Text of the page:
I will be teaching the genealogy classes at the library beginning next month. Since I have not been teaching them for awhile now, I have been doing additional research as a result. I’ll be posting some of the things I have learned, as well as remarks on some of the books I have used. I thought I would start at the beginning. I have just learned from the FamilySearch Blog that there has been a lively debate going on over at Wikipedia about whether or not the terms genealogy and family history mean the same thing. The people at Wikipedia have decided to use the two terms interchangeably. Although people commonly do this, I believe that there is a distinction.
Ever since I started tracing my family, the term genealogy to me has meant the direct ascent to or descent from an ancestor (depending on which way you are going). Your line begins with yourself, then focuses on your parents, your grandparents, your great grandparents. The concept is embodied in the pedigree charts that are used to track ancestors as well as in the idea of the family tree.
Family history encompasses much more. To begin with, it includes the brothers and sisters of your parents, your grandparents, your great grandparents onward (or perhaps I should say backwards.) It can include anyone living in the various households of your ancestors, including adopted children and extended family members. The family group sheet illustrates this. It is the form that you use to visualize the relationships of the members of each household. In it you include information on the birth, marriage(s), and death of each person. This is practical even if you are just interested in extending your family line. When you hit a brick wall in your research, you may be able to get around it by looking for the needed information through a sibling and then tracking back to your ancestor.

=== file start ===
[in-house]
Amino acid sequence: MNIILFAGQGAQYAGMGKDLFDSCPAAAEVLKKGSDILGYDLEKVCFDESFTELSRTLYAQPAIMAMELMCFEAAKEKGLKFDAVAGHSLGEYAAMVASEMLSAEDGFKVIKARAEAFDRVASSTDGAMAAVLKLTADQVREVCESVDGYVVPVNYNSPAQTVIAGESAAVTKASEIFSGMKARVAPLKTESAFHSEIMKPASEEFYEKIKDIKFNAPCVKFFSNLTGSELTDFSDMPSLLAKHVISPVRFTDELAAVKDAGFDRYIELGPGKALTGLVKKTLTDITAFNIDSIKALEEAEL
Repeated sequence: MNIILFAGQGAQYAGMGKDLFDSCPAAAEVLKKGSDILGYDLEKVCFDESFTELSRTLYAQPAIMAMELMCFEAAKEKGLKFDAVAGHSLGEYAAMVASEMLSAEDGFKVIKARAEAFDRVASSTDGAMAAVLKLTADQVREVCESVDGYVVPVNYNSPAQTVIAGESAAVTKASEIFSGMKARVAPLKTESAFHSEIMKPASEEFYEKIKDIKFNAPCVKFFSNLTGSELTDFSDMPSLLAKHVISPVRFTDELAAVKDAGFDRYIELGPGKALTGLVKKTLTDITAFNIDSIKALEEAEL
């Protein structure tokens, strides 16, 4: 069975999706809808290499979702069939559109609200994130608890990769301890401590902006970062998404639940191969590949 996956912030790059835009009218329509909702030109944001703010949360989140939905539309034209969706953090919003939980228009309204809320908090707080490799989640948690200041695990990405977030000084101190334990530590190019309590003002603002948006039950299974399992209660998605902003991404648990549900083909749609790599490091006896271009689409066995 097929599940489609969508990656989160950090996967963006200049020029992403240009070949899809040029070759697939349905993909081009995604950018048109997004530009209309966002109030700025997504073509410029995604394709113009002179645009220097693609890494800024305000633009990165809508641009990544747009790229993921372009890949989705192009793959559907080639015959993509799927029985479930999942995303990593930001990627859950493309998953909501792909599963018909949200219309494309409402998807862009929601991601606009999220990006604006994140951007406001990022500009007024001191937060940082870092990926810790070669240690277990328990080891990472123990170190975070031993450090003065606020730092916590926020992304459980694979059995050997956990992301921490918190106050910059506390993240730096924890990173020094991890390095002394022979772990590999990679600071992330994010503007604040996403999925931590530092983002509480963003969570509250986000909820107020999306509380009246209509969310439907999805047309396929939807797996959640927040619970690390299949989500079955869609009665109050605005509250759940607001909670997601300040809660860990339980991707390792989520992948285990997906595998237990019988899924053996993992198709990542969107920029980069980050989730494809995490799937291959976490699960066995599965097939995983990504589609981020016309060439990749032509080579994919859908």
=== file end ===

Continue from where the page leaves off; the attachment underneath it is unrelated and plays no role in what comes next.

Family history also extends into other areas to give you a fuller picture of a family at specific times and places. Genealogy makes up the outline of a family. Learning of local and national events, discovering family stories, finding photos of family members, these all contribute depth and richness to your family history. Sometimes finding a piece of history helps explain some change or move that took place. The combination of personal and historical research on an ancestor can lead to forgotten or unknown events that radically changed the course of that family. Your family becomes far more interesting than a listing of names, dates, and places.
The source of my original understanding of what genealogy is I do not remember. My sense of the breadth of family history grew over time. One source for these definitions that I am currently aware of is Val Greenwood. In his work, The Researcher’s Guide to American Genealogy, his chapter 10 is entitled “Family History: Going Beyond Genealogy.” In it he states While the goal of the genealogist has traditionally been to identify and link together past generations of ancestors into pedigrees, the goal of today’s family historian is to do that as well as to understand something of the lives and times of specific persons, couples or families over one or more generations.
To me the distinction works. What do you think?
vea/15 August 2013
Newton Free Library
Library website: http://www.newtonfreelibrary.net
Genealogy blog: https://thecuriousgenealogist.wordpress.com Genealogy LibGuide: http://guides.newtonfreelibrary.net/genealogy